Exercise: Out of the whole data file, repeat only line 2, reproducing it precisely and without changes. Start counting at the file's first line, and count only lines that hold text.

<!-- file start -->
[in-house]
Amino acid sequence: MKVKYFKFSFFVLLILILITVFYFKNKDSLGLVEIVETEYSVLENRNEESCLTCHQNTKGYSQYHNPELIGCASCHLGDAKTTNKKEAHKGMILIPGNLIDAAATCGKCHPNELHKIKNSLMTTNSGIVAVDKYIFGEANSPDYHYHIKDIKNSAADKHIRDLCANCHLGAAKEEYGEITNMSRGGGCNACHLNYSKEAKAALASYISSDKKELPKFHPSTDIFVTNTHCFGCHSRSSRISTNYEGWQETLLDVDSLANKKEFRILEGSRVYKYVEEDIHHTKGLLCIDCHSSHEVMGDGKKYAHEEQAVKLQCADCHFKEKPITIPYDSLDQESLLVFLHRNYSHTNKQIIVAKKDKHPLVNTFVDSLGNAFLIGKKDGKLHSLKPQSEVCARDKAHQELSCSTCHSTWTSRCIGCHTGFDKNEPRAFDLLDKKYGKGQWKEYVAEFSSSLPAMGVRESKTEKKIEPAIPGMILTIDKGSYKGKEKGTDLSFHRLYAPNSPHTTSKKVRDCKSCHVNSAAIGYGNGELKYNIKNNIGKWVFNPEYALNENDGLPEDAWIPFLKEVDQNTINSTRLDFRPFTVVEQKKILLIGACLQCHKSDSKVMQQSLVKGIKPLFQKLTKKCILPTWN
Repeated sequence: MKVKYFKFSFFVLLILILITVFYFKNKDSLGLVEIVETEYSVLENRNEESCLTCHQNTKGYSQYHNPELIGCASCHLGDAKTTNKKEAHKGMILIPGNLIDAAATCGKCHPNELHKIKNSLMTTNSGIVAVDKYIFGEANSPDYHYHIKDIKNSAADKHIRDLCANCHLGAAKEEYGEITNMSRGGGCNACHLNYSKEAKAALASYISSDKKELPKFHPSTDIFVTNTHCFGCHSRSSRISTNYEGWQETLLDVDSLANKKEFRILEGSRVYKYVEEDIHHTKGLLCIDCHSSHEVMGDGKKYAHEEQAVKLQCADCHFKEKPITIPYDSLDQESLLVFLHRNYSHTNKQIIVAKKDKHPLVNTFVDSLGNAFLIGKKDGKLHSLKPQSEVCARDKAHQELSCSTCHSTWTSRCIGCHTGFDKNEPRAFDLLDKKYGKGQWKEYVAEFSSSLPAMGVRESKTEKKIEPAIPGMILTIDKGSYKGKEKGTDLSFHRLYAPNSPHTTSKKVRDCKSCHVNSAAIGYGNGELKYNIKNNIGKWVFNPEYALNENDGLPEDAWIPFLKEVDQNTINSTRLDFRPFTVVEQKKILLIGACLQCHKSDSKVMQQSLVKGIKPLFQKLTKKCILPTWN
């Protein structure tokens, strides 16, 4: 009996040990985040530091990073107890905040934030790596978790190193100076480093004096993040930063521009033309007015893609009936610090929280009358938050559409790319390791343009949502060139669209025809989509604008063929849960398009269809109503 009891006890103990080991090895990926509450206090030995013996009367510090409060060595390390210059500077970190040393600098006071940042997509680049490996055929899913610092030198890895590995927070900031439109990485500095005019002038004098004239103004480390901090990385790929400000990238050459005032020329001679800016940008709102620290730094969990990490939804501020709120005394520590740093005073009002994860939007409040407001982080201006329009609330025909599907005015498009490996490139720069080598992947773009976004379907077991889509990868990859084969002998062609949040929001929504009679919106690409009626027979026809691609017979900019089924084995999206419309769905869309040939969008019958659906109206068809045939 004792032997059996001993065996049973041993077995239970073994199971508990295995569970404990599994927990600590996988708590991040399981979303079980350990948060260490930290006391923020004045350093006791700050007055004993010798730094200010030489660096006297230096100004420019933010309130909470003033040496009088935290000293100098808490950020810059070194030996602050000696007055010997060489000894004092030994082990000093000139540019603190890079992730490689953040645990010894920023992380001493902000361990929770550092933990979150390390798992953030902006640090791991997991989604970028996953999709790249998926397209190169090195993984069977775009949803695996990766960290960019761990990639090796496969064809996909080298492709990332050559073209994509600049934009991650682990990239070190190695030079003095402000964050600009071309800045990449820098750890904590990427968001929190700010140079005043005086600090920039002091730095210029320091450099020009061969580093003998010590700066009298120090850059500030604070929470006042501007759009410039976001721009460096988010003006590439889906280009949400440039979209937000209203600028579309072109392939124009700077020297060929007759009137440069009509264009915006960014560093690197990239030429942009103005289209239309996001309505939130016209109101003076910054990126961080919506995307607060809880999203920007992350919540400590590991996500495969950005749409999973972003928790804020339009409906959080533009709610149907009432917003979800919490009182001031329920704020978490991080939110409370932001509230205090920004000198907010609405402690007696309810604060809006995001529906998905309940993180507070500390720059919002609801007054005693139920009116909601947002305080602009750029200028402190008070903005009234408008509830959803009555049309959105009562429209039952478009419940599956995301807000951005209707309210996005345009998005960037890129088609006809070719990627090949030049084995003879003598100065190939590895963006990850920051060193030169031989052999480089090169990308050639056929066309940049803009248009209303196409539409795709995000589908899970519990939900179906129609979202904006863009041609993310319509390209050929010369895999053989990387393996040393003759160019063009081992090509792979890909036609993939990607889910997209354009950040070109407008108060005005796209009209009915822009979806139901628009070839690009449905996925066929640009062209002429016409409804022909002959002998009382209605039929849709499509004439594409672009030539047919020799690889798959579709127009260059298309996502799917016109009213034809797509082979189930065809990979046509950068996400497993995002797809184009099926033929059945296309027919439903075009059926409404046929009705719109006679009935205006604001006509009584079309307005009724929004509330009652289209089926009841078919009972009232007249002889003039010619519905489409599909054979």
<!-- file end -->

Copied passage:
Amino acid sequence: MKVKYFKFSFFVLLILILITVFYFKNKDSLGLVEIVETEYSVLENRNEESCLTCHQNTKGYSQYHNPELIGCASCHLGDAKTTNKKEAHKGMILIPGNLIDAAATCGKCHPNELHKIKNSLMTTNSGIVAVDKYIFGEANSPDYHYHIKDIKNSAADKHIRDLCANCHLGAAKEEYGEITNMSRGGGCNACHLNYSKEAKAALASYISSDKKELPKFHPSTDIFVTNTHCFGCHSRSSRISTNYEGWQETLLDVDSLANKKEFRILEGSRVYKYVEEDIHHTKGLLCIDCHSSHEVMGDGKKYAHEEQAVKLQCADCHFKEKPITIPYDSLDQESLLVFLHRNYSHTNKQIIVAKKDKHPLVNTFVDSLGNAFLIGKKDGKLHSLKPQSEVCARDKAHQELSCSTCHSTWTSRCIGCHTGFDKNEPRAFDLLDKKYGKGQWKEYVAEFSSSLPAMGVRESKTEKKIEPAIPGMILTIDKGSYKGKEKGTDLSFHRLYAPNSPHTTSKKVRDCKSCHVNSAAIGYGNGELKYNIKNNIGKWVFNPEYALNENDGLPEDAWIPFLKEVDQNTINSTRLDFRPFTVVEQKKILLIGACLQCHKSDSKVMQQSLVKGIKPLFQKLTKKCILPTWN